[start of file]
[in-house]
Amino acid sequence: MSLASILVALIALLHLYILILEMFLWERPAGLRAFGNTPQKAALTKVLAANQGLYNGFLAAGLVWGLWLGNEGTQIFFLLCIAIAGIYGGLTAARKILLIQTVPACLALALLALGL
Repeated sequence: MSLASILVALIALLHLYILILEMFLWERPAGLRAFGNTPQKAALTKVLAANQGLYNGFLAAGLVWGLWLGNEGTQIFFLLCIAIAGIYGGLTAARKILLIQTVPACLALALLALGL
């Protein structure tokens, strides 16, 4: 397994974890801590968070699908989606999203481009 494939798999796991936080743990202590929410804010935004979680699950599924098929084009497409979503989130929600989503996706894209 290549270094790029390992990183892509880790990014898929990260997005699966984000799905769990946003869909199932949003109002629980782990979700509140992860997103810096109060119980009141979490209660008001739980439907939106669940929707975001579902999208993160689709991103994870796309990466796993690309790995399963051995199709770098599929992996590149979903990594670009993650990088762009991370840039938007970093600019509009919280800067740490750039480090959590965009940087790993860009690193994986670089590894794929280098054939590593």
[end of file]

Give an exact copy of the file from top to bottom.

[in-house]
Amino acid sequence: MSLASILVALIALLHLYILILEMFLWERPAGLRAFGNTPQKAALTKVLAANQGLYNGFLAAGLVWGLWLGNEGTQIFFLLCIAIAGIYGGLTAARKILLIQTVPACLALALLALGL
Repeated sequence: MSLASILVALIALLHLYILILEMFLWERPAGLRAFGNTPQKAALTKVLAANQGLYNGFLAAGLVWGLWLGNEGTQIFFLLCIAIAGIYGGLTAARKILLIQTVPACLALALLALGL
């Protein structure tokens, strides 16, 4: 397994974890801590968070699908989606999203481009 494939798999796991936080743990202590929410804010935004979680699950599924098929084009497409979503989130929600989503996706894209 290549270094790029390992990183892509880790990014898929990260997005699966984000799905769990946003869909199932949003109002629980782990979700509140992860997103810096109060119980009141979490209660008001739980439907939106669940929707975001579902999208993160689709991103994870796309990466796993690309790995399963051995199709770098599929992996590149979903990594670009993650990088762009991370840039938007970093600019509009919280800067740490750039480090959590965009940087790993860009690193994986670089590894794929280098054939590593």